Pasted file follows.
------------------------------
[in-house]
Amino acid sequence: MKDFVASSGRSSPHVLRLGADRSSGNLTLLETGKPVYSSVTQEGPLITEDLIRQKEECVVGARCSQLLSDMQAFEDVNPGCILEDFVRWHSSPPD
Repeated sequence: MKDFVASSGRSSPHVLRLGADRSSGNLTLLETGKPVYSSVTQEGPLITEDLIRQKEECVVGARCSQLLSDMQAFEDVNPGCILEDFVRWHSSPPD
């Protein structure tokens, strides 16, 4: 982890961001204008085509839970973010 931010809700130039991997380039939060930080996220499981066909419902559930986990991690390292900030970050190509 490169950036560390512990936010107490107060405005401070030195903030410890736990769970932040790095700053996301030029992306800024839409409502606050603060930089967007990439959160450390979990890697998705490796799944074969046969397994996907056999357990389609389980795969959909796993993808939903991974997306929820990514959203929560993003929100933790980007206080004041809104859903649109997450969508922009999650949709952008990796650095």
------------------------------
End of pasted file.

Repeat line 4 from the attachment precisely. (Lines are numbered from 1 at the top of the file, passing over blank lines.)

């Protein structure tokens, strides 16, 4: 982890961001204008085509839970973010 931010809700130039991997380039939060930080996220499981066909419902559930986990991690390292900030970050190509 490169950036560390512990936010107490107060405005401070030195903030410890736990769970932040790095700053996301030029992306800024839409409502606050603060930089967007990439959160450390979990890697998705490796799944074969046969397994996907056999357990389609389980795969959909796993993808939903991974997306929820990514959203929560993003929100933790980007206080004041809104859903649109997450969508922009999650949709952008990796650095």